Well, Zenwalk has a little different philosophy behind it. It's build to have one tool for each job. If it's as configurable as Slack depends on what you mean by configurable. Any and every distro is highly configurable, but some are more tuned towards a specific area or task. Slack is very open, meaning you can make of it what you want. It also means that it doesn't do much by default. It doesn't even boot into graphics unless you manually change that
    Can't tell an OS by it's GUI

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    Hmm. Gentoo you say??

    hugesmp.s root=/dev/hda1 rdinit= ro
    I used this at the boot prompt you get from the cd, in an attempt to boot without lilo. My reasoning is i can probably configure lilo a little easier once i ve booted into the OS and i am logged in as the all powerful root. I assume lilo is just a text file lodged into /boot directory or something(or I'm completely wrong)

    MY lilo config ends with the setting for paranoia,(??) but i does not look anything like your example. So, is there any way to manually edit my lilo config ?
    Also, is there a work around cd that i can use to boot into my installed slack?
    You guys have been great, thanks for answering my noobish questions!

  10. #10
    Linux Engineer Freston's Avatar
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    Quote Originally Posted by dARKzEPHYR
    hugesmp.s root=/dev/hda1 rdinit= ro
    I used this at the boot prompt you get from the cd, in an attempt to boot without lilo. My reasoning is i can probably configure lilo a little easier once i ve booted into the OS and i am logged in as the all powerful root. I assume lilo is just a text file lodged into /boot directory or something(or I'm completely wrong)
    Ah! I can see what you're trying to do. Good thinking! Alas, the problem you are facing now is twofold. First! Your HD is not yet part of the filesystem. You need to mount it, which at this stage will not be very easy for someone used to Windows. And second, even if you edit lilo, you'll want /etc/lilo.conf on your HD... there is no lilo.conf in /etc when booted from CD. Welcome to a world without drives, where everything is part of one filesystem. You'll figure it out, it makes a lot of sense once you're used to it.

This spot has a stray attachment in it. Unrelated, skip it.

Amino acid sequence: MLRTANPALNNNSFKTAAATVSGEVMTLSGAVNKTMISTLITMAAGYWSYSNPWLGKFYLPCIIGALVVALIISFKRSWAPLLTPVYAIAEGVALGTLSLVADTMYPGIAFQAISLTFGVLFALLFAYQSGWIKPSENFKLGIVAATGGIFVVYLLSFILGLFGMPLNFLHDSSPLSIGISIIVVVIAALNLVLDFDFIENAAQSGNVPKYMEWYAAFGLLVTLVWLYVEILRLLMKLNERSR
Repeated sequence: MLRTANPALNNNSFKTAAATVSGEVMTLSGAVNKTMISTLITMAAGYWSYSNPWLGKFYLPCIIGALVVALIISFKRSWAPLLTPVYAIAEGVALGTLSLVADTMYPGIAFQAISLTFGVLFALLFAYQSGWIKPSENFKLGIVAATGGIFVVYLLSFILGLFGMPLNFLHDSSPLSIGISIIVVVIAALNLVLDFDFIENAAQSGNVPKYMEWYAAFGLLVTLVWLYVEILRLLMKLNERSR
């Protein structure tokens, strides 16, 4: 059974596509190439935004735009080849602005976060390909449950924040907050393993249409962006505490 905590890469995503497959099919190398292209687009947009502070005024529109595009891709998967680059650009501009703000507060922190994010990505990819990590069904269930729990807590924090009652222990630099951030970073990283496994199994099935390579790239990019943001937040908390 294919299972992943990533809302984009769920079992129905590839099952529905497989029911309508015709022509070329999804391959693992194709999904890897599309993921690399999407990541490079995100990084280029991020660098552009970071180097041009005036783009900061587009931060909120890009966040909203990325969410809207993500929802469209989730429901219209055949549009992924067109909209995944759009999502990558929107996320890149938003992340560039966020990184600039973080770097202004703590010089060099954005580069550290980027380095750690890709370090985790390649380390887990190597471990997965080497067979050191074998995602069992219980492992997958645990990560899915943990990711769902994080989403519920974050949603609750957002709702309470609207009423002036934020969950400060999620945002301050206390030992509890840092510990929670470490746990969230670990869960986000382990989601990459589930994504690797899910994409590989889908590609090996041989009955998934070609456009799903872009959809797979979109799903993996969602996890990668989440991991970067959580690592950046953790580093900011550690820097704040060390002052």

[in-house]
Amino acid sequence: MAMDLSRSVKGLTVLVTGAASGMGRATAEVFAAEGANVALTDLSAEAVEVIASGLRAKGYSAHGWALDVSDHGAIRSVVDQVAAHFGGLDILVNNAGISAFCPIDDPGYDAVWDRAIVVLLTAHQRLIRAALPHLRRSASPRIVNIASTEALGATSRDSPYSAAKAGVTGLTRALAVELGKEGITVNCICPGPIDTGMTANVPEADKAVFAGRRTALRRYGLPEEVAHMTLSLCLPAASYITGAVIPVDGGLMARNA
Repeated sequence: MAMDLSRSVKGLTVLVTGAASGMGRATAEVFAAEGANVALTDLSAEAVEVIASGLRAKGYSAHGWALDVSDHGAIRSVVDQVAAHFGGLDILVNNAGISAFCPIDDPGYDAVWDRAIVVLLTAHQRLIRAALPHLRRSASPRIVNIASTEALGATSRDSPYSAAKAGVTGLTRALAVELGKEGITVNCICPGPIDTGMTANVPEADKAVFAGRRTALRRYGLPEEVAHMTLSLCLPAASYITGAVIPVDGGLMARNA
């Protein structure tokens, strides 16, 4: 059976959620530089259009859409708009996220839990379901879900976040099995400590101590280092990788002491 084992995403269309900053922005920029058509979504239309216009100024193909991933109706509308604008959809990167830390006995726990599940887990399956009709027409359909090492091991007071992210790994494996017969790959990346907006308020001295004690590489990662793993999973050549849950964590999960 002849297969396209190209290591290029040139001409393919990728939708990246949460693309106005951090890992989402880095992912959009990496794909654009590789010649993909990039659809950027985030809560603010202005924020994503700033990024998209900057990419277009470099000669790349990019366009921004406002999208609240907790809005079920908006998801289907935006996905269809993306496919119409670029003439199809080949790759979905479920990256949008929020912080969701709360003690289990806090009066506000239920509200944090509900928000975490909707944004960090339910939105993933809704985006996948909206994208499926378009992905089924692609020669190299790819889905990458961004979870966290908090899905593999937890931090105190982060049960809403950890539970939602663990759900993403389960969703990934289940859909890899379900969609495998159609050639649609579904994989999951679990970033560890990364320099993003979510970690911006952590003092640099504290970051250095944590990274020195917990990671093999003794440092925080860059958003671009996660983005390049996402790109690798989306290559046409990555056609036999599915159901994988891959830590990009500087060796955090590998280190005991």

I digress. The problem remains that your BIOS can't find lilo. Assuming there is a faulty setting in lilo, that would lead to a different error message than you got. At least, that is what I think. I've dealt with enough lilo and BIOS problems to know that they'll lead to a truckload of error messages. Not once I saw "insert system disk".

    Where did you find your lilo.conf? I ask this, because the whole filesystem is often very confusing to new users.. The path doesn't say so much as the method used to gain access to it. Ehm... I'm not very clear am I? See it this way:
    If you boot from HD, your primary partition gets mounted under / . When you then enter a cd (let's say a lifeCD), you can mount that under (for example) /mnt/cdrom.
    A command like <ls /etc> gives you the contents of /etc from your HD. But the lifeCD mounted under /mnt/cdrom has it's own /etc directory. To view it, type <ls /mnt/cdrom/etc>
    Now you reboot. You run from CD. The CD is now mounted under / . Your HD can be mounted. Let's say we mount your primary partition (the kernel knows this as /dev/hda1) under our homebrew directory /mnt/harddrive. Or no! Let's be lazy and mount your HD under /mnt/cdrom! This saves us the effort of making a new directory. Now to view the contents of /etc on your harddrive you need to type <ls /mnt/cdrom/etc>. And <ls /etc> gives you the contents of the /etc directory on the CD. You see? It's vice versa.

    So you can see where users of other OS's can get confused. And why I ask. Because if your system doesn't boot, I'm wondering how you got access to your lilo.conf. Is it the one we are looking for?

    Something about the boot process, you might call it homework

    Quote Originally Posted by dARKzEPHYR
    You guys have been great, thanks for answering my noobish questions!
    Welcome aboard! And sorry for my long post, I didn't have time to shorten it
    Can't tell an OS by it's GUI